Houston Chronicle Shopping Autos Real Estate Jobs Blogs Travel Life Entertainment Business Sports News chron.com

« Side Show boasts strong leads, moving songs and story | Main | Call Crime Stoppers! The bad baronets of Ruddygore are back »

July 13, 2007

Late Nite Catechism a mildly amusing class with bossy Sister

By EVERETT EVANS
Houston Chronicle

Late Nite Catechism is Sister Mary Ignatius Explains It All for You-lite, Nunsense minus the silly songs.

A combination stand-up comedy act and interactive catechism class, the novelty entertainment has run 13 years in Chicago and played successfully off-Broadway and in other cities. It's now making its Houston premiere at Stages Repertory Theatre -- where that scathing satire Sister Mary was an oft-reprised hit of the company's early years.

Despite starting with a similar format, Late Nite is "Sister Mary's polar opposite. This show merely wants to generate some simple laughs without stepping on anyone's toes. There's no social critique, no ``point,'' not much point of view.

``Everybody sit up straight!'' Amanda Hebert orders, barging in as the bulldoggedly bossy yet jovial Sister. ``What do we say when Sister enters the room?'' she chides the audience, cast as participants in adult catechism class.

``Good morning, Sister,'' everyone responds, already cowed -- only to be corrected that it's evening. Back comes the correct response.

Most of the biggest laughs stem from Sister's interaction with the audience, many apparently quite eager to play along. Naturally, Sister finds a woman in the front row wearing unacceptable attire.

``Pull that skirt down,'' she orders, dispensing Kleenex to cover the lap of the miscreant.

She extracts a fine of $1 for each infraction, such as talking out of turn or not knowing a correct answer. Sterling performance by the students is rewarded with such prizes as glow-in-the-dark rosaries and miniature statues of saints.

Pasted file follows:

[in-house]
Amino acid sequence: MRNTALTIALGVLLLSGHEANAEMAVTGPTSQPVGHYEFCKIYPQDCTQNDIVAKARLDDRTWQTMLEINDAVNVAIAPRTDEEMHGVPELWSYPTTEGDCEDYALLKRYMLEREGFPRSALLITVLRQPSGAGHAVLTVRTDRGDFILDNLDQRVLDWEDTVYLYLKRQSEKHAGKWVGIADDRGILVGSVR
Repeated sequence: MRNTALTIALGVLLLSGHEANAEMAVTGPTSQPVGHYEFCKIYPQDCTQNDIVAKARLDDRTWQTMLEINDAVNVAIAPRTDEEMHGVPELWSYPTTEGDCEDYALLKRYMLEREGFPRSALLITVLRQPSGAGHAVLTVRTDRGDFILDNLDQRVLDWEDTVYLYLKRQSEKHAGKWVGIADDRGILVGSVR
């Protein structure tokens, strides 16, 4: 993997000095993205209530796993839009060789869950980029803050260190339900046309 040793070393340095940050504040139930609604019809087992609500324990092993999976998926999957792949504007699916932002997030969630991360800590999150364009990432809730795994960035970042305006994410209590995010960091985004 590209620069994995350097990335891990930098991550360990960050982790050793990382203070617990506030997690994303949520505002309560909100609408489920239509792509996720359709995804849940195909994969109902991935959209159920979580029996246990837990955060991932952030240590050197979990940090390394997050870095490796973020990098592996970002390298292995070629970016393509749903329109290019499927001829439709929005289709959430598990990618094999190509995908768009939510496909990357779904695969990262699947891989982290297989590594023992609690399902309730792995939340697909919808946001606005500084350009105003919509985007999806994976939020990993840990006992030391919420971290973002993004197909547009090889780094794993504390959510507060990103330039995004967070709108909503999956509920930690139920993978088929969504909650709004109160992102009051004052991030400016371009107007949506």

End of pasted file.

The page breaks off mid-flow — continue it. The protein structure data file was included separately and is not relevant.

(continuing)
Such interplay is funniest at the start, less so as the show progresses and it becomes repetitious. The same is true of the scripted material by Vicki Quade and Maripat Donovan. Sister's lessons are rather aimless and often redundant.
We get stories of different saints and their eccentricities, speculation as to the possible mates of Cain and Abel, discussion of different locales in the afterlife.

An occasional line summons the bite the overall show lacks -- as when Sister, dispensing a keychain as a prize, notes: ``God protects, but if God happens to be busy that day, it's got a knife in it.'' Or the absurdity of Sister explaining that, once someone is stricken with the stigmata, ``not even Neosporin can help.''

Hebert plays Sister with an air of exasperated bluster reminiscent of Jackie Gleason's Ralph Kramden. Her skilled delivery, timing and rapport with the audience help the piece along tremendously.

Overall, Late Nite Catechism proves mildly amusing, but slight and uninvolving fare. It likely would make a sharper impression as an intermissionless, 90 minute piece than in its present, two-act, two-hour format.

I think it will be best appreciated by those who experienced a Catholic school education and remember it fondly. But there certainly seemed to be quite a few of those at Friday night's opening performance.

everett.evans@chron.com

Late Nite Catechism
When: 7:30 p.m. Wednesdays-Thursdays, 8 p.m. Fridays-Saturdays, 3 p.m. Sundays, through Sept. 30
Where: Stages Repertory Theatre, 3201 Allen Parkway
Tickets: $30; 713-527-0123

Posted by Everett Evans at July 13, 2007 11:53 PM

Comments